Saudi Arabia has for years tended to keep a low profile, but the signing of six strategic agreements with Russia signals that this period may be over. And it is also designed to send an important message to the United States, or more specifically, the Obama administration. For too long now, the current White House administration has bided its time as far as Saudi Arabia is concerned, and hoped that the status quo would remain, no matter how Washingtons long-term friends in Riyadh were treated. But these new agreements signed Thursday – ranging from nuclear energy to military and the economy – show that Saudi Arabia is growing tired with the Obama administration, and its divergence with its own policies on the Iranian nuclear issue, Syria, Israel and other topics. In 1926, the Soviet Union was the first country to recognize the Kingdom of Saudi Arabia as a state, and while they differ today on some issues – specifically Syria – the two powers are clearly keen to maintain, or renew, ties.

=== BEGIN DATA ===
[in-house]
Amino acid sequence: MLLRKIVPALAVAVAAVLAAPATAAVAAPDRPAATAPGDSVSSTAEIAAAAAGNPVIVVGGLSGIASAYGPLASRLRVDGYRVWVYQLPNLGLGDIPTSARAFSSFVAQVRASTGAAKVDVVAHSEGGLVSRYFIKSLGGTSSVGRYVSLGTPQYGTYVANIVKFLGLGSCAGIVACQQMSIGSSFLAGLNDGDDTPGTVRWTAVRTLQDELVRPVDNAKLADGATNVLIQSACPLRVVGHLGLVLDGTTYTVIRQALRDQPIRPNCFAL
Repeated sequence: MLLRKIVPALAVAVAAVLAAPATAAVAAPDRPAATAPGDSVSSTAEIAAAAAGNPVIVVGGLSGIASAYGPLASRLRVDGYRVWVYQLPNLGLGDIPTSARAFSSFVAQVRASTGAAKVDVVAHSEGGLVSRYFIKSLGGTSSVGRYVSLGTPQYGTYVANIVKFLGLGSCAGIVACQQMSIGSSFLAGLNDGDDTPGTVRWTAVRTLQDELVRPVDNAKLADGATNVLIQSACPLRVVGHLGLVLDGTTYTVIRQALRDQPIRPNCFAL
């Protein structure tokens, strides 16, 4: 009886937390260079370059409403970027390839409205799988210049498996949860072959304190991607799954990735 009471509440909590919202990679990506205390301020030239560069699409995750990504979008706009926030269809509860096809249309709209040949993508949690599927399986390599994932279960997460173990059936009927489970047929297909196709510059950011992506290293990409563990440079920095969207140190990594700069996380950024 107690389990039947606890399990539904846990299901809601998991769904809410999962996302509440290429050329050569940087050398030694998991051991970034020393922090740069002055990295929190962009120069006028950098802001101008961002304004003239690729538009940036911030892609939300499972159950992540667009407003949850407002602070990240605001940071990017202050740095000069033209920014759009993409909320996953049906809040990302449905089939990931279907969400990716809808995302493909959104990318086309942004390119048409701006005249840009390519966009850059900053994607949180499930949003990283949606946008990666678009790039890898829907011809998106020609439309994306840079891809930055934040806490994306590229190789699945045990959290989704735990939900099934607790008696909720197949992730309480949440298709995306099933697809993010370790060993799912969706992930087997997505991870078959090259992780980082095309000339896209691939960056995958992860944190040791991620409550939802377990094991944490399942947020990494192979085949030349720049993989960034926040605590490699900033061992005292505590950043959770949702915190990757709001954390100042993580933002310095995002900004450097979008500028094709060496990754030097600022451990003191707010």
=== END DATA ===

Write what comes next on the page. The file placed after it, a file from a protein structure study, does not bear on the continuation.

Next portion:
For Moscow too, this renewal of friendship has its obvious benefits. Understandably worried that any Iranian nuclear deal will see Tehran no longer as dependent on Russia, Putin is keen not to keep all his eggs in one basket. He will also be well aware that now these lucrative agreements are signed with Saudi Arabia, many others in the region – who view the kingdom as a leader in the region – will be persuaded to come on board, and seek such partnerships across a number of fields. This might even pave the way for a new era in the Middle East, and restore some kind of equilibrium, not a system in which the U.S. is making all the decisions.